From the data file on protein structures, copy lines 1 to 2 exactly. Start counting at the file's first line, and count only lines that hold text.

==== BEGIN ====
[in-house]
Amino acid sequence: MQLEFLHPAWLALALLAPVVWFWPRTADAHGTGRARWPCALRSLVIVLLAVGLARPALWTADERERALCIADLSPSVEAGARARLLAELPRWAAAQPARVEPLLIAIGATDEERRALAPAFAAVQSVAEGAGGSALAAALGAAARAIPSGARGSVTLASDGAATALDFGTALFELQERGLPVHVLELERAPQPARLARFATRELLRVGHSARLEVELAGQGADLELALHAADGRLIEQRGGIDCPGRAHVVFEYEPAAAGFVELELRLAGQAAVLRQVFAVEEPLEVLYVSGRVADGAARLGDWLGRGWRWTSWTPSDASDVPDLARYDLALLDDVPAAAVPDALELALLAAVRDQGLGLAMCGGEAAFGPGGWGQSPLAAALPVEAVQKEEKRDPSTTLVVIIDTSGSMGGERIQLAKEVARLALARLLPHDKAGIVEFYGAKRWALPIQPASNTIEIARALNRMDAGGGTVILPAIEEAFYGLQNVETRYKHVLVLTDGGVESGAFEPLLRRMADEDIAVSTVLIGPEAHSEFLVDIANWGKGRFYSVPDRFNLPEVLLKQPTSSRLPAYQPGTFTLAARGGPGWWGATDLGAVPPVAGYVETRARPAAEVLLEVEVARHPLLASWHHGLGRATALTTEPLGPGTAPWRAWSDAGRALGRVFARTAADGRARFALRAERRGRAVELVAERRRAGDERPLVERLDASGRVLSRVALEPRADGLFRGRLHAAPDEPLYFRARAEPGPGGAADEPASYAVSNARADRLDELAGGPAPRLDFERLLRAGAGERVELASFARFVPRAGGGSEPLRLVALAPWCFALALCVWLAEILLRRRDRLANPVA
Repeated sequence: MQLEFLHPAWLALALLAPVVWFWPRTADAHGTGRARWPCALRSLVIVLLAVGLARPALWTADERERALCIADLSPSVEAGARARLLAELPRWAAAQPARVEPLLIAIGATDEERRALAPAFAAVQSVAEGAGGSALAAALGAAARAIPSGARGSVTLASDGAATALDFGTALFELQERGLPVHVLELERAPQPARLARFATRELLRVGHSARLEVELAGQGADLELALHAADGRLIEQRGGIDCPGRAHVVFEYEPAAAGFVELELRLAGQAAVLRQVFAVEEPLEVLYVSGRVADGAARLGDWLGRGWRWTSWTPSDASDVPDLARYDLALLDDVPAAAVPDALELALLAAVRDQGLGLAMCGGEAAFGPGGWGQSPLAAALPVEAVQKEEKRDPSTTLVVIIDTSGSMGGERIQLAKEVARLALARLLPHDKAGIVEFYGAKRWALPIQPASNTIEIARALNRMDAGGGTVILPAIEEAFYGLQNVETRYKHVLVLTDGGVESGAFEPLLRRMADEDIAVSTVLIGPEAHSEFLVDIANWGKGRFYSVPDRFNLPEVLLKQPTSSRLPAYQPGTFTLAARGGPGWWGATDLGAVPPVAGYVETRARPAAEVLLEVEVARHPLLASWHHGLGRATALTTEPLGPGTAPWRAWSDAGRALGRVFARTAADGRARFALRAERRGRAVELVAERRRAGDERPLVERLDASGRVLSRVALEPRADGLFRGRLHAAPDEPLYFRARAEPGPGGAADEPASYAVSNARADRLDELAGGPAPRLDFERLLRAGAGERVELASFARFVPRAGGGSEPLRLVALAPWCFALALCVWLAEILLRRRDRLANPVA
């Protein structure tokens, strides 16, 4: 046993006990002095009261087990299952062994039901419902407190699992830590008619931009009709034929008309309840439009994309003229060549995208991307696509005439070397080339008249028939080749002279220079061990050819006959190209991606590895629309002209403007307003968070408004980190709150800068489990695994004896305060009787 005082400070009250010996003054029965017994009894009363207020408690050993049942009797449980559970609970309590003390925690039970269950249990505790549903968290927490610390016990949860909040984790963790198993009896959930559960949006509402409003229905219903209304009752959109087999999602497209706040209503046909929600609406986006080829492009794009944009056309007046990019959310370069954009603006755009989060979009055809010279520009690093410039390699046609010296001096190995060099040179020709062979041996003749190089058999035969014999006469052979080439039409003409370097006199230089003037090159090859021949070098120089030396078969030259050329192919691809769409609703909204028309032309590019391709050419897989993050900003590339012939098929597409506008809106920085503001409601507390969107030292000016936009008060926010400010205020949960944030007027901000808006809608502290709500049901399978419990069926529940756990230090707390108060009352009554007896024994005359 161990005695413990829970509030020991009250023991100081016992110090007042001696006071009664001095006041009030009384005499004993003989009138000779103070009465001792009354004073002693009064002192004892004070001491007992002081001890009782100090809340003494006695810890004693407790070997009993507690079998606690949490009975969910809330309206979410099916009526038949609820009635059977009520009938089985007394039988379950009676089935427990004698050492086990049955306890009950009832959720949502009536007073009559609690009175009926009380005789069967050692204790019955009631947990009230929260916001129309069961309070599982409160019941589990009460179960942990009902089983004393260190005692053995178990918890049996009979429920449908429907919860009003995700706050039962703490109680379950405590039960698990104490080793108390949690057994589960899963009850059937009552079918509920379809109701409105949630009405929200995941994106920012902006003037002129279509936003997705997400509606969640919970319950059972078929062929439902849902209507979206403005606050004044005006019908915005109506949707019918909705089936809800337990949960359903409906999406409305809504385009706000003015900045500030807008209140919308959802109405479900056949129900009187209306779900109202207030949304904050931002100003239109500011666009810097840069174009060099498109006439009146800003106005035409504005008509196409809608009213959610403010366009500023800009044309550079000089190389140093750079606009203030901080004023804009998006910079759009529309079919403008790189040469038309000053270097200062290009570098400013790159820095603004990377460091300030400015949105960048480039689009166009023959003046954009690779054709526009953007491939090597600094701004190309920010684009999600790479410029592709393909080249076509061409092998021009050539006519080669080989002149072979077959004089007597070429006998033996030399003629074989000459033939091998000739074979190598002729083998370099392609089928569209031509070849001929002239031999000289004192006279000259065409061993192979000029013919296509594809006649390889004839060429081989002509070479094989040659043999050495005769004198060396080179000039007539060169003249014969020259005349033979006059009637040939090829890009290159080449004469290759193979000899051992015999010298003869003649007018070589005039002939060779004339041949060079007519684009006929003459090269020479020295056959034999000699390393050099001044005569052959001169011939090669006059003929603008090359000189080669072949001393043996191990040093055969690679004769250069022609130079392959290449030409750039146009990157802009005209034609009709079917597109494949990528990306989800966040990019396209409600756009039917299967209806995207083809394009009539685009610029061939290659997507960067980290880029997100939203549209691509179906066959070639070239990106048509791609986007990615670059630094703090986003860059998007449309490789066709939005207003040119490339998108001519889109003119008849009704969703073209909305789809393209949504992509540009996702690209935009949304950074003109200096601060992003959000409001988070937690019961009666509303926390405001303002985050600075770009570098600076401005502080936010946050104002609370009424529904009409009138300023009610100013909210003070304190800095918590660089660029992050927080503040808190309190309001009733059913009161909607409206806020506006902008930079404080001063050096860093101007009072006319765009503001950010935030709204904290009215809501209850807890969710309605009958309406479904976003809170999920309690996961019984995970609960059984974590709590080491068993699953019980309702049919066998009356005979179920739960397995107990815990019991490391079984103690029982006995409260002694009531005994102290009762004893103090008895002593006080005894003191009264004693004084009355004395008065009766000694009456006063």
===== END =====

[in-house]
Amino acid sequence: MQLEFLHPAWLALALLAPVVWFWPRTADAHGTGRARWPCALRSLVIVLLAVGLARPALWTADERERALCIADLSPSVEAGARARLLAELPRWAAAQPARVEPLLIAIGATDEERRALAPAFAAVQSVAEGAGGSALAAALGAAARAIPSGARGSVTLASDGAATALDFGTALFELQERGLPVHVLELERAPQPARLARFATRELLRVGHSARLEVELAGQGADLELALHAADGRLIEQRGGIDCPGRAHVVFEYEPAAAGFVELELRLAGQAAVLRQVFAVEEPLEVLYVSGRVADGAARLGDWLGRGWRWTSWTPSDASDVPDLARYDLALLDDVPAAAVPDALELALLAAVRDQGLGLAMCGGEAAFGPGGWGQSPLAAALPVEAVQKEEKRDPSTTLVVIIDTSGSMGGERIQLAKEVARLALARLLPHDKAGIVEFYGAKRWALPIQPASNTIEIARALNRMDAGGGTVILPAIEEAFYGLQNVETRYKHVLVLTDGGVESGAFEPLLRRMADEDIAVSTVLIGPEAHSEFLVDIANWGKGRFYSVPDRFNLPEVLLKQPTSSRLPAYQPGTFTLAARGGPGWWGATDLGAVPPVAGYVETRARPAAEVLLEVEVARHPLLASWHHGLGRATALTTEPLGPGTAPWRAWSDAGRALGRVFARTAADGRARFALRAERRGRAVELVAERRRAGDERPLVERLDASGRVLSRVALEPRADGLFRGRLHAAPDEPLYFRARAEPGPGGAADEPASYAVSNARADRLDELAGGPAPRLDFERLLRAGAGERVELASFARFVPRAGGGSEPLRLVALAPWCFALALCVWLAEILLRRRDRLANPVA